Senators from Southern states voted in favor of APHA-endorsed legislation the least, on average. After statistically controlling for political party and other variables, Northeastern senators averaged 16.1 percentage points higher when it came to voting for APHA's policy recommendations than their southern colleagues; Western senators averaged 6.3 percentage points higher and Midwestern senators came in at 5.7 percentage points higher.

Research into such polarization on public health has been fairly sparse, according to Purtle, with his being only the third study looking into it in the last half-century.

"There are few, if any, entities that fund this kind of research, so that might be the issue," Purtle explained. "Our study was unfunded."

The dearth of research might also go beyond financial limitations.

"Researchers may not see the value in investigating questions about polarization," Purtle said. "But, to me, this study is important because it will inform the questions I ask to determine the most effective ways to communicate research evidence to policymakers and try to cultivate bipartisan support for ."

Purtle held optimism for some of the study's results. They showed that Republican senators made some progress over the span of the study: There was an average increase of 1 percentage point per year in agreement with APHA's recommendations. That average was higher than Democrats' during the period.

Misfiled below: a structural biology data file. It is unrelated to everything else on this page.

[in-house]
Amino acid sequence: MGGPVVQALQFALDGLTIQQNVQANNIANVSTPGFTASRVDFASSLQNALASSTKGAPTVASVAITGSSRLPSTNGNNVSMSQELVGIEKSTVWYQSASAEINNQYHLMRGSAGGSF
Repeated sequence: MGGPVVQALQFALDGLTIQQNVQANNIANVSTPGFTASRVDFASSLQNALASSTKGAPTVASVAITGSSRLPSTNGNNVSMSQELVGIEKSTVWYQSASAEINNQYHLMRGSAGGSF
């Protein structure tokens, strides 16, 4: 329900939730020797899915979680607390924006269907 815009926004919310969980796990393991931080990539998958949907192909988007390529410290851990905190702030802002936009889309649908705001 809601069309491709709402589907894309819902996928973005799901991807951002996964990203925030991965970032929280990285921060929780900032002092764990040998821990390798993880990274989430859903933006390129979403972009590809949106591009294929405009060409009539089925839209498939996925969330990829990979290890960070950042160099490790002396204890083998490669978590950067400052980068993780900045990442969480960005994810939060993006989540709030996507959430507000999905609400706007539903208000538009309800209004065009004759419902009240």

"I think that it's possible to get support for public health on both sides of the aisle," Purtle said. "Us folks just need to do a better job communicating. Research like this will help show us how to do that effectively."

Explore further: Local health departments key to expanding mental health care in US

More information: Jonathan Purtle et al, Who votes for public health? U.S. senator characteristics associated with voting in concordance with public health policy recommendations (1998–2013), SSM - Population Health (2017). DOI: 10.1016/j.ssmph.2016.12.011

Related Stories

Local health departments key to expanding mental health care in US

January 5, 2016
Local health departments could play a significant role in tackling mental health issues in the United States, according to a recent study conducted by faculty in Drexel's Dornsife School of Public Health.

Federal legislation ignores PTSD toll on civilians

November 11, 2014
Federal laws explicitly addressing post-traumatic stress disorder (PTSD) have overwhelmingly focused on the needs of military personnel and veterans, according to a new analysis published in the Journal of Traumatic Stress.

What the New York Times gets wrong about PTSD

May 19, 2016
Believe it or not, both the public and policy-makers often get their ideas from the media. When those ideas are formed about something as serious and impactful as posttraumatic stress disorder, it's important for the media ...